Don't use mobile tethering as home broadband, Three say
THREE will limit data used through tethering to just 2GB, reportedly in response to customers using the unlimited service to replace home broadband.
Currently, One Plan subscribers get unlimited mobile broadband data, including when they use their phone as a modem (tethering).
Soon, however, new customers will have to keep to a small 2GB tethering allowance.
Likely because of new Ofcom rules existing customers can keep their unlimited plan until they upgrade or renew their contract.
The end of unlimited tethering is likely to be in response to Three's 4G rollout, which began in December.
In the past we've seen that with faster speeds, and 4G really is much faster according to recent speed tests, data use also dramatically increases.
4G therefore makes using tethering as an alternative to a home broadband connection ever more attractive to users, and problematic for networks.
Capacity problems at Three?
Unlimited tethering is proving to be an incredibly useful feature for many people. From students that don't want to pay extra to install a landline to people that constantly use the internet on the go.
Just about every smartphone on the market offers wi-fi tethering, which turns a mobile device into a wi-fi hotspot, allowing mobile users to hook their mobile connections up to a computer or laptop.
Tethering usually results in much higher data usage and so is often added onto bills as an additional charge and is even banned altogether by some networks.
of the big UK networks.
While Three has been offering unlimited tethering, high demand has led the network has to allocate a fixed amount of bandwidth.
Three already manage traffic on their network, likely partially because of tethering users.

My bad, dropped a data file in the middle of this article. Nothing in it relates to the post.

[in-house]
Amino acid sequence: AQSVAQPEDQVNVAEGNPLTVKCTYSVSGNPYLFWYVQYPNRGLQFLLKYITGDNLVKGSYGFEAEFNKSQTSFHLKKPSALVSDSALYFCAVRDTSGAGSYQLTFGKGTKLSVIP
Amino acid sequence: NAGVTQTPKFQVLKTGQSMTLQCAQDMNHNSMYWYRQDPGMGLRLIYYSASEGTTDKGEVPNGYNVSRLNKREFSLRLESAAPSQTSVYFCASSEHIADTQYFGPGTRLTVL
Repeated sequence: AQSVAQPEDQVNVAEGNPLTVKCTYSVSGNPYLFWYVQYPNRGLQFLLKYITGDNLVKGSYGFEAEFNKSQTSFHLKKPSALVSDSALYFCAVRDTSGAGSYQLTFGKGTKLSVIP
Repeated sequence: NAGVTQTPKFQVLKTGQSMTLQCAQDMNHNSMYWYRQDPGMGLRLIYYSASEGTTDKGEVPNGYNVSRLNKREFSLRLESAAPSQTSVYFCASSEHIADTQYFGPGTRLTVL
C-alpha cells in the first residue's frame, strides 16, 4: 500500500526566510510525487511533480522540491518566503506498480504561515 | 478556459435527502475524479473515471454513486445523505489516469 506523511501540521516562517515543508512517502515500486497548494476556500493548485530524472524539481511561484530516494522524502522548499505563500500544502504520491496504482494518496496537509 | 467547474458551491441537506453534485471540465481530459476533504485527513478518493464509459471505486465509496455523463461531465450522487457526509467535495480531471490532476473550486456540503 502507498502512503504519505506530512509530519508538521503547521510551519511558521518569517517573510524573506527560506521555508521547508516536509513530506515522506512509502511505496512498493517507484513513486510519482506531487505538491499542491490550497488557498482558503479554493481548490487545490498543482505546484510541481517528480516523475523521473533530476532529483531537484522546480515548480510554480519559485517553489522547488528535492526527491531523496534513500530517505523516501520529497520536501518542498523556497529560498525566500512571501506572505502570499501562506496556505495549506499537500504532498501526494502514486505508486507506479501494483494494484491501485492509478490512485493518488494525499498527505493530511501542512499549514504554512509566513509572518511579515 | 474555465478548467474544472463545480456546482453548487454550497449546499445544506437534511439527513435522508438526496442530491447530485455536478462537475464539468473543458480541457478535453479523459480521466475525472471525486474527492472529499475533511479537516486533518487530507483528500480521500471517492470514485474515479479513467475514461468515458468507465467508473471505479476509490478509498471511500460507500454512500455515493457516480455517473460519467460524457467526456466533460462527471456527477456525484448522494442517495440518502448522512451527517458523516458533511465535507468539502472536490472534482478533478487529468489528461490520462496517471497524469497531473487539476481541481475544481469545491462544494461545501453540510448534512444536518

According to Three's official traffic management rules, only P2P traffic is restricted at peak times, which are between 3pm and midnight.
Free unlimited 4G too much for Three
Three was the last of the four big UK networks to roll out 4G to its customers.
But, when it finally did, it put a cat amongst the pigeons by making its superfast mobile broadband available to customers for no extra cost.
EE's chief exec Olaf Swantee criticised the move this week, claiming that charging the same for 4G as 3G devalues the commodity. If one providers offers the service free, consumers resent paying elsewhere.
He might be right, but he could also be concerned about increased competition. After all, EE was the first 4G provider and has already had to slash its prices to keep up with its rivals.
EE now charges its subscribers £2 more a month to upgrade to its 4GEE plans and an extra £3 a month for its 4GEE Extra, which offers speeds up to 60Mb compared to the standard 30Mb.
Likewise placing a limit on unlimited tethering shows that Three might be having cause to regret offering a free unlimited 4G service.
Mobile as home broadband: coming soon?
Users that have been using their unlimited tethering plan have long been aware of the benefits that tethering brings, including reducing the need for fixed broadband.
While Three's 3G speeds have been handy in emergencies, tethering hasn't been the fastest or most reliable connection for regular or heavy users.
However, since rolling out 4G in December, it has become a much more viable alternative to fixed broadband.
Could Three be limiting tethering to bring in real home broadband through 4G deals?
In November EE launched their 4G (LTE) based home broadband, allowing rural areas to get connected.
The service currently stretches for just 100 square miles or 2,000 households in rural Cumbria and offers speeds of 24Mb, but EE and other networks seem likely to bring in something similar soon.
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